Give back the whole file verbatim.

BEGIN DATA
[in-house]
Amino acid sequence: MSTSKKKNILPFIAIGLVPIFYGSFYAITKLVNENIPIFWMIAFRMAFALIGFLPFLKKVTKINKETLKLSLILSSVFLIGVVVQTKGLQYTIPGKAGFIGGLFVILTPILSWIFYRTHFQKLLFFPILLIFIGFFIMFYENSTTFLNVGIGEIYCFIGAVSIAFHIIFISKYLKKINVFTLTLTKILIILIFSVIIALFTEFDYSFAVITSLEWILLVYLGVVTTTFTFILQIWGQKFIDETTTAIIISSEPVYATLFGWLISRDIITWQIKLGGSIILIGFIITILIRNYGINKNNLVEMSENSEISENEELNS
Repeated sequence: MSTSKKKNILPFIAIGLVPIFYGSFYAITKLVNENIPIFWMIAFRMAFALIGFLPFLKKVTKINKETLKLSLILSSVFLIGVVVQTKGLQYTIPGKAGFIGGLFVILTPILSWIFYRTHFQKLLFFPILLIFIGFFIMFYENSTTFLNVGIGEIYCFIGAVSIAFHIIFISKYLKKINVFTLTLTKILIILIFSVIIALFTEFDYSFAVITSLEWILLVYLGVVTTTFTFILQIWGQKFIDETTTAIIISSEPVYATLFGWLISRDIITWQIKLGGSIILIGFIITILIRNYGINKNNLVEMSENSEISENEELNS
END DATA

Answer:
[in-house]
Amino acid sequence: MSTSKKKNILPFIAIGLVPIFYGSFYAITKLVNENIPIFWMIAFRMAFALIGFLPFLKKVTKINKETLKLSLILSSVFLIGVVVQTKGLQYTIPGKAGFIGGLFVILTPILSWIFYRTHFQKLLFFPILLIFIGFFIMFYENSTTFLNVGIGEIYCFIGAVSIAFHIIFISKYLKKINVFTLTLTKILIILIFSVIIALFTEFDYSFAVITSLEWILLVYLGVVTTTFTFILQIWGQKFIDETTTAIIISSEPVYATLFGWLISRDIITWQIKLGGSIILIGFIITILIRNYGINKNNLVEMSENSEISENEELNS
Repeated sequence: MSTSKKKNILPFIAIGLVPIFYGSFYAITKLVNENIPIFWMIAFRMAFALIGFLPFLKKVTKINKETLKLSLILSSVFLIGVVVQTKGLQYTIPGKAGFIGGLFVILTPILSWIFYRTHFQKLLFFPILLIFIGFFIMFYENSTTFLNVGIGEIYCFIGAVSIAFHIIFISKYLKKINVFTLTLTKILIILIFSVIIALFTEFDYSFAVITSLEWILLVYLGVVTTTFTFILQIWGQKFIDETTTAIIISSEPVYATLFGWLISRDIITWQIKLGGSIILIGFIITILIRNYGINKNNLVEMSENSEISENEELNS